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Publication numberUS6697025 B2
Publication typeGrant
Application numberUS 09/904,689
Publication dateFeb 24, 2004
Filing dateJul 13, 2001
Priority dateJul 19, 2000
Fee statusPaid
Also published asCN1254881C, CN1335654A, US20020018021
Publication number09904689, 904689, US 6697025 B2, US 6697025B2, US-B2-6697025, US6697025 B2, US6697025B2
InventorsYoshio Koyanagi, Hisashi Morishita, Jun Ito
Original AssigneeMatsushita Electric Industrial Co., Ltd.
Export CitationBiBTeX, EndNote, RefMan
External Links: USPTO, USPTO Assignment, Espacenet
Antenna apparatus
US 6697025 B2
Abstract
A one-wavelength loop antenna element (103) shaped like a rectangle is placed close to a radio base plate (101) and further is bent at both end parts toward a feeding section, whereby a current distribution where the current at the tip of turn up becomes zero is formed. Current is concentrated on the loop antenna element (103), so that the current component flowing onto the top of the radio base plate (101) is decreased, the effect produced when a human being carries a radio containing an antenna including the loop antenna element is suppressed, and the directivity responsive to an arrival wave is formed.
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Claims(20)
What is claimed is:
1. An antenna apparatus being housed in a portable radio main unit, comprising:
a loop antenna element which is shaped substantially rectangle with a ratio between a short side and a long side being 10 or more,
wherein the loop antenna element has an outer peripheral length which is roughly the same as one wavelength, λ, at a first frequency,
wherein the loop antenna element is placed close in parallel to a radio base plate with a spacing of at least 0.0067λ,
wherein the loop antenna is turned up so that the short side is brought close to a feeding section side such that the loop antenna has a height of at least 0.067λ.
2. The antenna apparatus as claimed in claim 1, wherein a current distribution of the short side of the loop antenna element is zero.
3. The antenna apparatus as claimed in claim 1, wherein the loop antenna element is connected to a balanced feeding line.
4. The antenna apparatus as claimed in claim 1, further comprising at least a passive element placed with a sufficiently small spacing as compared with the wavelength along the loop antenna element.
5. The antenna apparatus as claimed in claim 4, wherein the passive element has a resonance frequency different from the first frequency.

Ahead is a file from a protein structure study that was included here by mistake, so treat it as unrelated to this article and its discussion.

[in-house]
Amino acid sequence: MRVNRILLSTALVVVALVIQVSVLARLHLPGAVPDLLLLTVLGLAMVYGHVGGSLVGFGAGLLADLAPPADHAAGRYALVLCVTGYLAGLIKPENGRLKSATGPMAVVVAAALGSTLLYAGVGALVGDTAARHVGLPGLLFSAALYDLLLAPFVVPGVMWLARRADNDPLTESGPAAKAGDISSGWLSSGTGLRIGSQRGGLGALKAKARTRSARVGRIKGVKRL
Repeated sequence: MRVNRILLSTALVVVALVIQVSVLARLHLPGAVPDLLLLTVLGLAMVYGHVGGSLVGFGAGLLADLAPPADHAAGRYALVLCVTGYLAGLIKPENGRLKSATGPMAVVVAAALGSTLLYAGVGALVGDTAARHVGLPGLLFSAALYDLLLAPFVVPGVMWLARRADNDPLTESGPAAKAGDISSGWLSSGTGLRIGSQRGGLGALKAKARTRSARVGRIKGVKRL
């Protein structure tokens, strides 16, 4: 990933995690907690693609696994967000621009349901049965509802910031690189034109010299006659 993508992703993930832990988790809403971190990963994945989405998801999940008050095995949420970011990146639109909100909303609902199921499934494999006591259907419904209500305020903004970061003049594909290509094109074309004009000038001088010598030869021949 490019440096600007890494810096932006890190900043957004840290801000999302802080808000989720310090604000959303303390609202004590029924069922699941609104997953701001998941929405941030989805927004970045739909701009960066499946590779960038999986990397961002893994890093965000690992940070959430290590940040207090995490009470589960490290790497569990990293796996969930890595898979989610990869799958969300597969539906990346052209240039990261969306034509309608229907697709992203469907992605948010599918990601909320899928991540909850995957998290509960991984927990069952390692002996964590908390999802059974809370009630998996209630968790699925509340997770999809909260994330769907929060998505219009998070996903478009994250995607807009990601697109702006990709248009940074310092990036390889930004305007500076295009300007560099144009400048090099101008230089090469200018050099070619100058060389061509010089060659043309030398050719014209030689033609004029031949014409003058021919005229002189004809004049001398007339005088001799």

6. The antenna apparatus as claimed in claim 4, wherein at least a part of at least one of the loop antenna element and the passive element is shaped like a plate.
7. The antenna apparatus as claimed in claim 4, wherein at least one of the loop antenna element and the passive element is formed on a structure of one of resin, ceramic, and a printed circuit board.
8. An antenna apparatus being housed in a portable radio main unit, comprising:
a loop antenna element which is shaped substantially rectangle with a ratio between a short side and a long side being 10 or more;
at least a passive element placed with a sufficiently small spacing as compared with the wavelength along the loop antenna element; and
a unit for changing a ratio between a current flowing onto the loop antenna element and a high-frequency current flowing onto the radio base plate;
wherein the loop antenna element has an outer peripheral length which is roughly the same as one wavelength at a first frequency,
wherein the loop antenna element is placed close in parallel to a radio base plate with a sufficiently small spacing as compared with the wavelength,
wherein the loop antenna is turned up so that the short side is brought close to a feeding section side.
9. The antenna apparatus as claimed in claim 8, wherein the antenna element is connected to balanced feeding line, further comprising an adjustment unit for providing a phase difference between the balanced feeding line and the antenna element.
10. The antenna apparatus as claimed in claim 8, wherein at least one of the loop antenna element and the passive element is asymmetrical with respect to the feeding section.
11. The antenna apparatus as claimed in claim 1, wherein at least a part of the loop antenna element is shaped like a plate.
12. The antenna apparatus as claimed in claim 1, wherein the loop antenna element is formed on a structure of one of resin, ceramic, and a printed circuit board.
13. An antenna apparatus being housed in a portable radio main unit, comprising:
a loop antenna element which is shaped substantially rectangle with a ratio between a short side and a long side being 10 or more; and